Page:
The Secular Outlook: In Defense of Moral and Political Secularism Paperback – Aug 23 2010
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"This book would be ideal for an upper-level undergraduate or graduate religious studies or philosophy seminar. Highly educated lay readers and academics interested in religion and secularism will also likely find the book of interest." (Journal of Contemporary Religion, 1 January 2012)
"The book is a balanced account of what went wrong in defending liberal democracy in the past two decades and what is to be done to revigorate the foundations for liberal democracy ." (Acta Politica, 2011)
"It is a level-headed contribution to an important debate about how best to address religious fundamentalism and political fanaticism." (The Christian Century, 8 March 2011)
"Cliteur's book is timely and well written. It covers some very recent events, and offers coherent - if sometime impatient - perspectives on religion from the secular standpoint. Recommended. Upper-level undergraduates through researchers/faculty." (Choice , 1 April 2011)
"You actually have to focus on the paragraphs. That doesn't mean that the style is inaccessible or difficult - not at all, it's very readable - but this is a meaty book that asks for (and rewards) a certain amount of concentration." (Metamagician and the Hellfire Club, 7 April 2011)
"The primary goal of this book, its author says, is ‘to show how religious believers and unbelievers can live peacefully together and what principles the state should try to stimulate in its citizenry to achieve social harmony and social cohesion.' He recommends a moral and political vision which he calls ""a 'secular outlook' on life."" Its four main components are atheism, criticism of religion, free speech, and ‘moral autonomy.' Cliteur wants us to be freethinkers and to expose the ways in which sacred texts actually endorse or even encourage violence, terrorism, and injustice. Cliteur is right, of course, that free inquiry and criticism should be protected." (Notre Dame Philosophical Reviews, 6 March 2011)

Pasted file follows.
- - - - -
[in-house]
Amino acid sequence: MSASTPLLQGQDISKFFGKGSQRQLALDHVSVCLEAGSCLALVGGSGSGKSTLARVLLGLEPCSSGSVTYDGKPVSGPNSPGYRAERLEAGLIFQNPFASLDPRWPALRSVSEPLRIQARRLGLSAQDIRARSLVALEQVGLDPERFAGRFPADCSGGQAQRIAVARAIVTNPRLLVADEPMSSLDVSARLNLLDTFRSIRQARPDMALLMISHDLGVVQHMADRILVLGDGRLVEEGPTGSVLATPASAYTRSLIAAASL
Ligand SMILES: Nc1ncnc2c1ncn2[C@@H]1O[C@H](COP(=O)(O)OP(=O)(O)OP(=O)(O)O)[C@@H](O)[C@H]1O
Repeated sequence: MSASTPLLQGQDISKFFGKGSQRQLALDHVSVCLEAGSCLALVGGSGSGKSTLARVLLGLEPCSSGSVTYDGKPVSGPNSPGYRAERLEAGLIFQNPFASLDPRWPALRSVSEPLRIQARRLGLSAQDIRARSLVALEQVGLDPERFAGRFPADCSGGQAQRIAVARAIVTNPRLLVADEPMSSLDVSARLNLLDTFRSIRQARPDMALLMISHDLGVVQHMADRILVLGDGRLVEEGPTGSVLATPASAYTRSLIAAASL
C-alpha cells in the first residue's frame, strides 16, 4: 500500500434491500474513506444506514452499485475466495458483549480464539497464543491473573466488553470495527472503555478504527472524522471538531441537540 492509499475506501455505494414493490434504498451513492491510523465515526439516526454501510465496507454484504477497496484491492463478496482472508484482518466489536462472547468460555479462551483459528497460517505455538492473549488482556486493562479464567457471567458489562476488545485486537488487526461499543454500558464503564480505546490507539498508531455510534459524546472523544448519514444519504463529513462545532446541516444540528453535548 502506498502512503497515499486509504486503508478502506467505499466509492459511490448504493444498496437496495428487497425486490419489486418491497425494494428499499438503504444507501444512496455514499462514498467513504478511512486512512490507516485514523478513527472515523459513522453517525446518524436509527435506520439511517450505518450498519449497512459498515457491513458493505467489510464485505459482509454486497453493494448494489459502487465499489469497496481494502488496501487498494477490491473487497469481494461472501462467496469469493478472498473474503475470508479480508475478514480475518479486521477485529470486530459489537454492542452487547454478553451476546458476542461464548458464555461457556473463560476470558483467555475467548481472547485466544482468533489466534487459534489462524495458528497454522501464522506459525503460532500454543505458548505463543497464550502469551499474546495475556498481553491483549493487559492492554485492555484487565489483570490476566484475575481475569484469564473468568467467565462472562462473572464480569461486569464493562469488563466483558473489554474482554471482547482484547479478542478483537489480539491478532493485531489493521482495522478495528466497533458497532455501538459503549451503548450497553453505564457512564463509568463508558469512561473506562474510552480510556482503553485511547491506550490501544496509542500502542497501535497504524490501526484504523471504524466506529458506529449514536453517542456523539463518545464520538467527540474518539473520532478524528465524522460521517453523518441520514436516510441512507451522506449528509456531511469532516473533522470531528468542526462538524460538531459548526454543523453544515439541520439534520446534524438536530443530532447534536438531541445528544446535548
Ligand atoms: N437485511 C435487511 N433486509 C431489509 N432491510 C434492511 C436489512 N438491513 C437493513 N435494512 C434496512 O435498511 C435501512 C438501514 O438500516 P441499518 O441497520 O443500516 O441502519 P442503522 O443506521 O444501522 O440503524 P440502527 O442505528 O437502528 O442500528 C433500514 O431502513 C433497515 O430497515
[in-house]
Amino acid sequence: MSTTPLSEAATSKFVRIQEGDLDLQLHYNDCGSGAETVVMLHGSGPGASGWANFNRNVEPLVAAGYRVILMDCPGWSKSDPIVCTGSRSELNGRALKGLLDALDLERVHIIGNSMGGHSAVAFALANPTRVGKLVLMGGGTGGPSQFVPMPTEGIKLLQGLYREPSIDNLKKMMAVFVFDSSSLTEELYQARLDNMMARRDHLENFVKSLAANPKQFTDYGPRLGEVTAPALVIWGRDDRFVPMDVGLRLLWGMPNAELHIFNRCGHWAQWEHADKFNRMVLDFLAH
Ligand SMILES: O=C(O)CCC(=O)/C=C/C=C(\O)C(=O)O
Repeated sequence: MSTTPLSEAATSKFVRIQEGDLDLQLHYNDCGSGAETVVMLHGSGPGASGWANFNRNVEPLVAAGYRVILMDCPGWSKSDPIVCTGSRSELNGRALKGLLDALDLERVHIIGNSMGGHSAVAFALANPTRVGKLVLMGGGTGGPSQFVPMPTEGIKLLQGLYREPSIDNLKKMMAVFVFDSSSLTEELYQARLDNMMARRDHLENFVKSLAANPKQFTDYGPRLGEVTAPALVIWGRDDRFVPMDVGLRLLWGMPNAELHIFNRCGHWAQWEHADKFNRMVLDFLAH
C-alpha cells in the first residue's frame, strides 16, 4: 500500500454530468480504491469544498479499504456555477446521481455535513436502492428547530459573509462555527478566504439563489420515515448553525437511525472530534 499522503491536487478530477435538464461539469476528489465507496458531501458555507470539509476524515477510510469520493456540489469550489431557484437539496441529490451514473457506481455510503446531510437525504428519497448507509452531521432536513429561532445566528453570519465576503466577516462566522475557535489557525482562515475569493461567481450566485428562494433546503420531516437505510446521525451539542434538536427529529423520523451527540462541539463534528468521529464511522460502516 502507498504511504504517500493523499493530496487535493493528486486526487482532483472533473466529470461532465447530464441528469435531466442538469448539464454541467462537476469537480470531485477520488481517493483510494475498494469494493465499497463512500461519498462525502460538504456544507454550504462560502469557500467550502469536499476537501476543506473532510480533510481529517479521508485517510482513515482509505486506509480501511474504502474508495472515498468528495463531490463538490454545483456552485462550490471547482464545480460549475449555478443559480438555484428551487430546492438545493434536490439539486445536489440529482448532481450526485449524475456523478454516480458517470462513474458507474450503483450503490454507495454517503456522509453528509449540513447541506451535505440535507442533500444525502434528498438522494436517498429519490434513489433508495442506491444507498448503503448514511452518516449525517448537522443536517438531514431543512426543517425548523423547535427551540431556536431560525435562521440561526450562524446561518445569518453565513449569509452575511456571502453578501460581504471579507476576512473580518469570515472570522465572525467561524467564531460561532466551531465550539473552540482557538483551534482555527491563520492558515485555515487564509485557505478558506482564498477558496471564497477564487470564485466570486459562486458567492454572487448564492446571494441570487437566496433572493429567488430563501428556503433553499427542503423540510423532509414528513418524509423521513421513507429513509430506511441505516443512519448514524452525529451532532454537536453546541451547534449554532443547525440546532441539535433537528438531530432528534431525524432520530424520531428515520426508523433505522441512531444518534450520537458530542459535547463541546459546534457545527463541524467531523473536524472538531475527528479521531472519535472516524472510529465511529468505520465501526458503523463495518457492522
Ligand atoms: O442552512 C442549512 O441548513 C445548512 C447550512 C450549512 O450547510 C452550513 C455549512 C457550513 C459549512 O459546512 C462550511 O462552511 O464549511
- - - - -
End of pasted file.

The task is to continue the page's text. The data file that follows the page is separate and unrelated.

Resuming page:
"Accessible, engaging and convincing, it is the perfect tome for those who wish to learn about the ethical and logical case for a secular moral and political framework." (Tribune, 4 March 2011)
"A robust defence of the Enlightenment tradition and a must-read for those concerned by the corrosive aspects of religion on society." (Times Higher Education, 10 February 2011)
"But Cliteur challenges this interpretation, charging Armstrong with seeking to dismiss fundamentalism as a ‘perversion' of religion when in fact the fundamentalists can claim to be adopting the very attitude their sacred texts demand". (Church of England Newspaper, 7 January 2011)
"The book has an interesting discussion of the philosophical justifications of free expression. Free
thought, combining religious criticism and freedom of speech, is necessary for emancipating
humankind." (Open Parachute, 18 November 2010)
"The Secular Outlook is a thought-provoking discussion of how liberal, secular democracies can and should respond to extremism and a much-needed exposition of the vital importance, in that response, of rationality and an emphasis on common humanity". (New Internationalist, 1 December 2010)